Will Gluten-Free Ever Turn Mainstream In Asia Pacific?
Wednesday, October 10th, 2018 | 866 Views
Gluten-free bakery is still a niche market in most Asia Pacific markets—with the noticeable exception of Australia and New Zealand. But, as gluten-free bakery products continually get better, who knows what the future will hold? By Rachel Park, Marketing Manager, Korea, Australia and New Zealand, DuPont.
Far more people in the world follow a gluten-free diet than those who actually need to. While consumers with gluten intolerance or celiac disease need to avoid it, it’s becoming more mainstream across the globe to go gluten-free. However, if you scan the bakery shelves in many Asia Pacific stores, you’ll have a hard time finding that gluten-free lifestyle trend. Here, indulgence and natural fortification still rule—and the sensory short-comings often associated with gluten-free bread, for example, keep sales to a minimum.
As with all rules, though, there are exceptions. In this case, it’s Australia and New Zealand, which stand out in the Asia Pacific region as markets where gluten-free has become a popular lifestyle choice. The overview of bakery product launches from Innova Database puts gluten-free among the top three packaging claims in these countries. From 2012 to 2017, gluten-free bakery launches in Australia and New Zealand grew 19 percent overall.
Success Under Tough Conditions
What’s interesting about this growth is that Australia and New Zealand have some of the toughest labelling laws in the world. Oats and malted gluten-containing cereals are not permitted, and ingredients derived from gluten-containing grains must be declared on product labels, no matter how small the amount used. Still, gluten-free manufacturers are experiencing considerable success despite having to meet these stringent requirements.
As in other gluten-free growth markets, the bakery category is driving the trend. One of the reasons why the segment has moved from niche to mainstream in recent years has got to be the vast improvement in quality. Bakers have proven that gluten-free bread, cakes and cookies can be almost as good and tasty as standard gluten-containing ones.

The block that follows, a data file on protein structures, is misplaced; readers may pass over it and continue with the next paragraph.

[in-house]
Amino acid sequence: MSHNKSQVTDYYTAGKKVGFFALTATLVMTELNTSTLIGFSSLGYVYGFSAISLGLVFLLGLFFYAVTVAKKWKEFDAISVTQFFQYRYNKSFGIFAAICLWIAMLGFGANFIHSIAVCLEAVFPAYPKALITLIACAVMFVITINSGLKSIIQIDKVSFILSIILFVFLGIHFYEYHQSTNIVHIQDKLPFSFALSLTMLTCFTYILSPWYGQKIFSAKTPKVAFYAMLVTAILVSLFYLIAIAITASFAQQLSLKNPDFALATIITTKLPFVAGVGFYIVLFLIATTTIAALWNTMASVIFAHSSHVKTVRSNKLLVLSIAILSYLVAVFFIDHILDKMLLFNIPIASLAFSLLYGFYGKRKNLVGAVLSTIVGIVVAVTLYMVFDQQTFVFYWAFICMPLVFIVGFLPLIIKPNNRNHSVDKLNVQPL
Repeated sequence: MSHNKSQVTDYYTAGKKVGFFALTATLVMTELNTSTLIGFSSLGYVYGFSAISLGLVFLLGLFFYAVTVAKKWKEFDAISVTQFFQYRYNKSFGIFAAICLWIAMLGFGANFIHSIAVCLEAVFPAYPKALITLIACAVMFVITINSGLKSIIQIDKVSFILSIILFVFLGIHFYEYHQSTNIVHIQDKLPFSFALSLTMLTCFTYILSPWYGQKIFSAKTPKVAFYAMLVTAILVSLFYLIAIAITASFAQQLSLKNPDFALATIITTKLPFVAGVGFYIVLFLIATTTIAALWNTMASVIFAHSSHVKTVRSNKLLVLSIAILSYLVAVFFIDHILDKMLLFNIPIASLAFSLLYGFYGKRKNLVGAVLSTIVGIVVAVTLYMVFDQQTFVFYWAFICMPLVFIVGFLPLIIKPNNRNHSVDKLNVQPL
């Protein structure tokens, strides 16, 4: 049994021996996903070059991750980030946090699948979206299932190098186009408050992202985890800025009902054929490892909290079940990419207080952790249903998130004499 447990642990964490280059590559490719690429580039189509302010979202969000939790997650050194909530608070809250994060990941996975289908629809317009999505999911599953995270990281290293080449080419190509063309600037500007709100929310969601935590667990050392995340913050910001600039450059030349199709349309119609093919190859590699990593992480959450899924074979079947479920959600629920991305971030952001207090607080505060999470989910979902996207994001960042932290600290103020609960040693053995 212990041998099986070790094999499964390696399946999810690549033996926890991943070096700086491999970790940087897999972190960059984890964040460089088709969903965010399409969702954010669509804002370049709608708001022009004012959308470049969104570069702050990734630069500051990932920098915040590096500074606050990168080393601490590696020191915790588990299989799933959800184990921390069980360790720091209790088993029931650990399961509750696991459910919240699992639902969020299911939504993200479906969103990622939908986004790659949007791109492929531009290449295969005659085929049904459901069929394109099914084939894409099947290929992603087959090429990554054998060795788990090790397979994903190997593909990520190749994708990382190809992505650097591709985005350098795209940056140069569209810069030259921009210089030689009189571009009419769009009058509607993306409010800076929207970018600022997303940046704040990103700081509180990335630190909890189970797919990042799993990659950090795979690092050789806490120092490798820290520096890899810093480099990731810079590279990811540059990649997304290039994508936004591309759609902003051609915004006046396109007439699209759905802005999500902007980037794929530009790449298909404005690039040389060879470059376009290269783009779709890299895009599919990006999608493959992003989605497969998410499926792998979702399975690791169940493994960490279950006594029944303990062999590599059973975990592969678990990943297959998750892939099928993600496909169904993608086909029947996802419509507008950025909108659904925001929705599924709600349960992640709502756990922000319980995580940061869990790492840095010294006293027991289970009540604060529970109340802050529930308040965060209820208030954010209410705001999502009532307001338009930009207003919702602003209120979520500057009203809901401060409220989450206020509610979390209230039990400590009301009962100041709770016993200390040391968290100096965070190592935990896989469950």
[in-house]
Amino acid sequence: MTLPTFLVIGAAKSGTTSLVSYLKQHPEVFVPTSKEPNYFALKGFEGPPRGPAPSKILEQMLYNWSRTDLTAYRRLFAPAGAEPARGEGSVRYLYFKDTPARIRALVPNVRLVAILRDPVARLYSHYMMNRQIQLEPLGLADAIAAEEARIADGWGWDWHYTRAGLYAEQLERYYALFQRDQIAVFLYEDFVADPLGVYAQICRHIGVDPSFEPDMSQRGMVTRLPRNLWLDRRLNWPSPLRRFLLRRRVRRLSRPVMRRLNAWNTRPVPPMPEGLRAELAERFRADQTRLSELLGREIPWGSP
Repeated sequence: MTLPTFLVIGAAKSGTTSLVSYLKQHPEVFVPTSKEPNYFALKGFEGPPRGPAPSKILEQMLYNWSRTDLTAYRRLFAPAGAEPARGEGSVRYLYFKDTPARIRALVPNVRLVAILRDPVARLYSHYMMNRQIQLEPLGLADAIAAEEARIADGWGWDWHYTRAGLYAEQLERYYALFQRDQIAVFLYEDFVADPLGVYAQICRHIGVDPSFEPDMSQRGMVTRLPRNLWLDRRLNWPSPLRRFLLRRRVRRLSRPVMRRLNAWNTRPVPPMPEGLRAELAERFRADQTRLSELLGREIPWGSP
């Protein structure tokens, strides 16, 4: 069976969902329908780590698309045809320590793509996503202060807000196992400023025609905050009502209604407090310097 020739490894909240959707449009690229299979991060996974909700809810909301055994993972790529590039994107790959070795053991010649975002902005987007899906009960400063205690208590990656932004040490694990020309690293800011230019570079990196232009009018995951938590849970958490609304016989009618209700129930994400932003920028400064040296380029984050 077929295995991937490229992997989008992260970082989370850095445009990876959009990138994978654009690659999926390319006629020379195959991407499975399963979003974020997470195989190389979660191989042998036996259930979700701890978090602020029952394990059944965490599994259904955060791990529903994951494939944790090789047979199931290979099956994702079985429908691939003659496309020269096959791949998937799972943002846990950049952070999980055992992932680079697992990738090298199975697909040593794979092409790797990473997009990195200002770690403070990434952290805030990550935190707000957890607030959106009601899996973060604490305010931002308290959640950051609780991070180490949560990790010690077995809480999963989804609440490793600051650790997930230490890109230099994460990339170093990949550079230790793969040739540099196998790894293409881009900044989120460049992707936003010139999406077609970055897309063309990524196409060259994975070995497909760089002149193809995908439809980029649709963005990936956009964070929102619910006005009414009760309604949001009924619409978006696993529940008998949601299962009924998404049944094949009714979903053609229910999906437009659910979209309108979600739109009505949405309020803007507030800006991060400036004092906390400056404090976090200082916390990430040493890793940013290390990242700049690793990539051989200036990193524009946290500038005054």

A New Set Of Goals
Now that bakers have reached that milestone, new goals have appeared on the horizon—borne by consumer expectations for gluten-free products that offer additional health benefits.
The movement towards healthier gluten-free bakery was one of the key findings of a recent consumer survey commissioned by the specialty ingredients business, DuPont Nutrition & Health. Although the focus was four European markets—France, Italy, Spain and the UK—they share many Western attributes with Australia and New Zealand. That makes the findings of interest, both to the already established gluten-free markets of Asia Pacific and to other regional markets where bakers may see future opportunities to differentiate their range with gluten-free options.
Like Australasia, the average incidence of celiac disease in Western European countries is around 1 percent. Yet, according to Mintel market research, the percentage of consumers who buy gluten-free products is considerably higher—11 percent in Italy and UK and 8 percent in France and Spain. Findings from the DuPont consumer survey point to healthy living as a main driver of gluten-free sales in these markets.
The survey also showed something else: that consumers are still hunting for even better quality and wider availability of gluten-free bakery products.
The Search For Better Quality
But, before going more deeply into that, let’s start by taking a brief look at the history of gluten-free baking.
In fact, you don’t have to go many years back to find the time when gluten-free bread was a product that many gluten-intolerant consumers would probably prefer to avoid. Gluten-containing wheat flour is often replaced by combinations of maize, rice, tapioca and potato starch. In the early years of gluten-free baking, bread was typically dense and crumbly and rapidly turned dry.
These texture defects can be partially offset by the addition of sugar and fat—at the expense of nutrition. As time has gone by, many industrial bakers have taken another route, compensating for gluten through the addition of hydrocolloid blends containing cellulose gum, xanthan, guar, locust bean gum, pectin and psyllium.